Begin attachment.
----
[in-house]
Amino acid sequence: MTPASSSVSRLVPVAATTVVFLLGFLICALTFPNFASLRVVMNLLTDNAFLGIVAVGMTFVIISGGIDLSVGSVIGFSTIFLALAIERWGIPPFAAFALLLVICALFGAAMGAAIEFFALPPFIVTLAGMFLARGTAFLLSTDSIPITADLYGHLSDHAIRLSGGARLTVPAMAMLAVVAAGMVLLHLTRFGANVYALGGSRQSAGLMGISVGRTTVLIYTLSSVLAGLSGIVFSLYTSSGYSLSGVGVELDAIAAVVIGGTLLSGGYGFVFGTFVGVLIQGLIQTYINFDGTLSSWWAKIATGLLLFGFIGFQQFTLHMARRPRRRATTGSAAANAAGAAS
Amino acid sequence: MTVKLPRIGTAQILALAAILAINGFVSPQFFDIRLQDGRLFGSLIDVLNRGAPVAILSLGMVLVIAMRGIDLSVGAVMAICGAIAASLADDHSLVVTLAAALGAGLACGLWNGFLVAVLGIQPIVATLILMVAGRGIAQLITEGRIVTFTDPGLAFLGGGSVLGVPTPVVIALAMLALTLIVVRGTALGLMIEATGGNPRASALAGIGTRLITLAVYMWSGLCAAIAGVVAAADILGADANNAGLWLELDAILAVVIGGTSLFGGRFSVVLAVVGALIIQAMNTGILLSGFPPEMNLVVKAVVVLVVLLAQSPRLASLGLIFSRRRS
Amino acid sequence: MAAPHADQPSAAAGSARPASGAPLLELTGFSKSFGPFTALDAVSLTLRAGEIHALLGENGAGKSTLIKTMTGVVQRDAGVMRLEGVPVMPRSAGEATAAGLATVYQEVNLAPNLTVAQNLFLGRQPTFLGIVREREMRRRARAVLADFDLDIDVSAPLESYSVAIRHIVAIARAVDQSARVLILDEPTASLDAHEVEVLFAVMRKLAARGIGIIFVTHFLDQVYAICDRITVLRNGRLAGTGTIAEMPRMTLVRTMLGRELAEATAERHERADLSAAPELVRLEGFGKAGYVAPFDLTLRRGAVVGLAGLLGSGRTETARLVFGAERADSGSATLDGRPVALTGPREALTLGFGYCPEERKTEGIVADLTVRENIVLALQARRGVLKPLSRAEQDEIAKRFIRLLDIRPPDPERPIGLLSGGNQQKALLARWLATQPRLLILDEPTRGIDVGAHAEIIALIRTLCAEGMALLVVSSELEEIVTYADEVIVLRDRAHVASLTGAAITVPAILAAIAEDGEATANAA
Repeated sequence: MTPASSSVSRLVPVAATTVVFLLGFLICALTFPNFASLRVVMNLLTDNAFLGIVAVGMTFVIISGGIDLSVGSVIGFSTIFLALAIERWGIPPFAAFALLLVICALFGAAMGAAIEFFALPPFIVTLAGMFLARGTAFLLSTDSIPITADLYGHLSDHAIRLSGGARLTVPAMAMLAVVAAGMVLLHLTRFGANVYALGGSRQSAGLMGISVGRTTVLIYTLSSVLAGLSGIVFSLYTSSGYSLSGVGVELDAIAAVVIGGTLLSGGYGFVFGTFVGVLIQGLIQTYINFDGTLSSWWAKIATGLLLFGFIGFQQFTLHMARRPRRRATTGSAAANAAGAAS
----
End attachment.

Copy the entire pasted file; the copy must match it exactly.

[in-house]
Amino acid sequence: MTPASSSVSRLVPVAATTVVFLLGFLICALTFPNFASLRVVMNLLTDNAFLGIVAVGMTFVIISGGIDLSVGSVIGFSTIFLALAIERWGIPPFAAFALLLVICALFGAAMGAAIEFFALPPFIVTLAGMFLARGTAFLLSTDSIPITADLYGHLSDHAIRLSGGARLTVPAMAMLAVVAAGMVLLHLTRFGANVYALGGSRQSAGLMGISVGRTTVLIYTLSSVLAGLSGIVFSLYTSSGYSLSGVGVELDAIAAVVIGGTLLSGGYGFVFGTFVGVLIQGLIQTYINFDGTLSSWWAKIATGLLLFGFIGFQQFTLHMARRPRRRATTGSAAANAAGAAS
Amino acid sequence: MTVKLPRIGTAQILALAAILAINGFVSPQFFDIRLQDGRLFGSLIDVLNRGAPVAILSLGMVLVIAMRGIDLSVGAVMAICGAIAASLADDHSLVVTLAAALGAGLACGLWNGFLVAVLGIQPIVATLILMVAGRGIAQLITEGRIVTFTDPGLAFLGGGSVLGVPTPVVIALAMLALTLIVVRGTALGLMIEATGGNPRASALAGIGTRLITLAVYMWSGLCAAIAGVVAAADILGADANNAGLWLELDAILAVVIGGTSLFGGRFSVVLAVVGALIIQAMNTGILLSGFPPEMNLVVKAVVVLVVLLAQSPRLASLGLIFSRRRS
Amino acid sequence: MAAPHADQPSAAAGSARPASGAPLLELTGFSKSFGPFTALDAVSLTLRAGEIHALLGENGAGKSTLIKTMTGVVQRDAGVMRLEGVPVMPRSAGEATAAGLATVYQEVNLAPNLTVAQNLFLGRQPTFLGIVREREMRRRARAVLADFDLDIDVSAPLESYSVAIRHIVAIARAVDQSARVLILDEPTASLDAHEVEVLFAVMRKLAARGIGIIFVTHFLDQVYAICDRITVLRNGRLAGTGTIAEMPRMTLVRTMLGRELAEATAERHERADLSAAPELVRLEGFGKAGYVAPFDLTLRRGAVVGLAGLLGSGRTETARLVFGAERADSGSATLDGRPVALTGPREALTLGFGYCPEERKTEGIVADLTVRENIVLALQARRGVLKPLSRAEQDEIAKRFIRLLDIRPPDPERPIGLLSGGNQQKALLARWLATQPRLLILDEPTRGIDVGAHAEIIALIRTLCAEGMALLVVSSELEEIVTYADEVIVLRDRAHVASLTGAAITVPAILAAIAEDGEATANAA
Repeated sequence: MTPASSSVSRLVPVAATTVVFLLGFLICALTFPNFASLRVVMNLLTDNAFLGIVAVGMTFVIISGGIDLSVGSVIGFSTIFLALAIERWGIPPFAAFALLLVICALFGAAMGAAIEFFALPPFIVTLAGMFLARGTAFLLSTDSIPITADLYGHLSDHAIRLSGGARLTVPAMAMLAVVAAGMVLLHLTRFGANVYALGGSRQSAGLMGISVGRTTVLIYTLSSVLAGLSGIVFSLYTSSGYSLSGVGVELDAIAAVVIGGTLLSGGYGFVFGTFVGVLIQGLIQTYINFDGTLSSWWAKIATGLLLFGFIGFQQFTLHMARRPRRRATTGSAAANAAGAAS